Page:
Other resistor values are also valid; refer to Appendix B: Accessories for a description of the accessories.
Configuration Channel: Messaging Physical Layer
If the UFP peripheral needs only up to 15 W of power (3 A at 5 V), then a PD controller is not needed. If the power
provider has an Rp value of 10 kΩ as shown in Table 1, it can source up to 3 A of current. Note that this is twice as
much as that provided by the Battery Charging Specification 1.2.
Most new applications will want more power, however. Figure 5 shows the same power source and power consumer
of Figure 4 with a configuration channel controller (a CCG1 device) implemented within each link partner so that
advanced features such as power delivery can be negotiated.
Figure 5. Type-C Configuration Channel implementation with CCG1
When connected, either CC1 or CC2 will be connected to the plug’s CC line (UFP side). The CCG1 (DFP side) will
disconnect Rp from the CCx pin, which is not connected to the CC line (UFP side) and instead connects a +5 V
Vconn supply to it. This Vconn supply is not used by the example implementation shown in Figure 5. Refer to the
Adding a Type-C Cable section to understand how Vconn supply is used.
In the implementation shown in Figure 5, UFP and DFP are directly connected (without a cable). UFP uses a plug,
where Vconn and CC are fixed. Another example of a directly connected device is a mouse with a captive cable. It
will also have Vconn and CC in a fixed position. Figure 5 highlights TX+RX transceivers that are used to implement
the configuration channel; these are actually embedded within the CCG1.
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The configuration channel uses half-duplex biphase mark coding (BMC) to transmit and receive messages. BMC is
often called “Differential Manchester encoding” and is an extension of Manchester encoding, wherein the output
signal toggles on both rising clock edge and falling clock edge if the data bit is HIGH. If the data bit is LOW, the
output transitions only every rising edge. Because there are transitions for both LOW and HIGH data bits, BMC is
effectively DC-balanced, making it suitable for superimposing on the DC level set by Rp and Rd on the CC line as
shown in Figure 6. More details can be found in the Type-C specification from the USB-IF website.
Figure 6. CC Messages (BMC Superimposed on the DC Level of the CC Wire)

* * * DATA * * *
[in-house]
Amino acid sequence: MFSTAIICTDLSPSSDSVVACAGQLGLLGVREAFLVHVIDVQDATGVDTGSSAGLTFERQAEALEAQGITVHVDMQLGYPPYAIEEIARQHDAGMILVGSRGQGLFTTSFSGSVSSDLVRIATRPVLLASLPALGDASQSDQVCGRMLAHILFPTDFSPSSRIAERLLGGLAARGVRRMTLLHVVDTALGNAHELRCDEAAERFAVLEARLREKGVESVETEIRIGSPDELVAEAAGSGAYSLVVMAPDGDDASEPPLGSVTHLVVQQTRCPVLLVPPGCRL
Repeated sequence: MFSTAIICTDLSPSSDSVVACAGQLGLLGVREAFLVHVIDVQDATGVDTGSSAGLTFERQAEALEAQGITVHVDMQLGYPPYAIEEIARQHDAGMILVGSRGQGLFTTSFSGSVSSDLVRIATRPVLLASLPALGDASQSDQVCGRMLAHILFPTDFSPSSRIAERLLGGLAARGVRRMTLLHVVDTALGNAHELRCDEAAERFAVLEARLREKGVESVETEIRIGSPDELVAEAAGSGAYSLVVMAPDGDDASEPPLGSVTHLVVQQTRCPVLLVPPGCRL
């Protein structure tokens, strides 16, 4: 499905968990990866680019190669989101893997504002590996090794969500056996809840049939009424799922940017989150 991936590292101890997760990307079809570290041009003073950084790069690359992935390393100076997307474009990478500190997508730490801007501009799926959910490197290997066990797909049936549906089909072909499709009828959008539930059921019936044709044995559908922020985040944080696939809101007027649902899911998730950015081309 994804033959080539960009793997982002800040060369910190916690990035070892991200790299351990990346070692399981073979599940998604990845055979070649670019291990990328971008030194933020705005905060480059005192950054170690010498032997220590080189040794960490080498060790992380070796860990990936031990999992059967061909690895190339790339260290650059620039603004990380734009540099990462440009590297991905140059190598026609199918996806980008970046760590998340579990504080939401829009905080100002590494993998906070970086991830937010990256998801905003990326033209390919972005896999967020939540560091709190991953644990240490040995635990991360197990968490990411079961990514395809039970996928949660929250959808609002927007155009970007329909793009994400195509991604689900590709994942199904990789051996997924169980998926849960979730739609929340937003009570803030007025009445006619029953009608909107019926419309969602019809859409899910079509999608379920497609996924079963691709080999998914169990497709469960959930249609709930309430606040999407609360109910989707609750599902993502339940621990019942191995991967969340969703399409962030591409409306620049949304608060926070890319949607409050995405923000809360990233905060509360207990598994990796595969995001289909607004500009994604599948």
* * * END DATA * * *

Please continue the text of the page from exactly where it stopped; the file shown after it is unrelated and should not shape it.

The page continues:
CCG1 is based on PSoC 4, and uses UDB, SCB, and analog blocks and firmware to implement the BMC encoding
and decoding scheme. As shown in Figure 7, external resistors Rp and Rd are used to set the correct biasing values
(connection detection). If you are not familiar with the PSoC 4 architecture and related terms, refer to the PSoC home
page for a wealth of technical documentation, videos, and other training materials.
Figure 7. Detail of One of the Two Configuration Channel Physical Layers on a DRP
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Dual-Role and Dead-Battery Provision
Many USB products (a laptop, for example) operate as a power provider and a power consumer at different times.
The Type-C Specification calls this operation a dual-role port (DRP). (Note that this term has no relationship to the
USB OTG ability to swap data host and data peripheral roles).
A laptop with DRP capabilities will be a power provider when running from its internal battery and a power consumer
when being charged from the Type-C connector. DRP devices have the ability to connect and disconnect either Rp,
Rd, or both to and from the CC lines. Upon detecting a Type-C connection, DRP devices will toggle their state
between trying to be a DFP (by connecting Rp and disconnecting Rd) and trying to be an UFP (by disconnecting Rp
and connecting Rd). When a DRP device (like a laptop) is connected to an UFP device like a mouse, after toggling to
the DFP state, the laptop will detect a UFP attached and will settle its power state as a DFP. Then the laptop will
provide power to the mouse.
On the other hand, when a DRP device (like a laptop) is connected to a DFP device like a power adapter, after
toggling to the UFP state, the laptop will detect a DFP attached and will settle its power state as a UFP. Then the
power adapter will provide power to the laptop.
A DFP will have Rp connected to a local +5 V supply, and a UFP will have Rd connected to ground. Consider what
happens in Figure 7 if the DRP does not inject power into the system; that is, its local +5-V supply is, in fact, floating.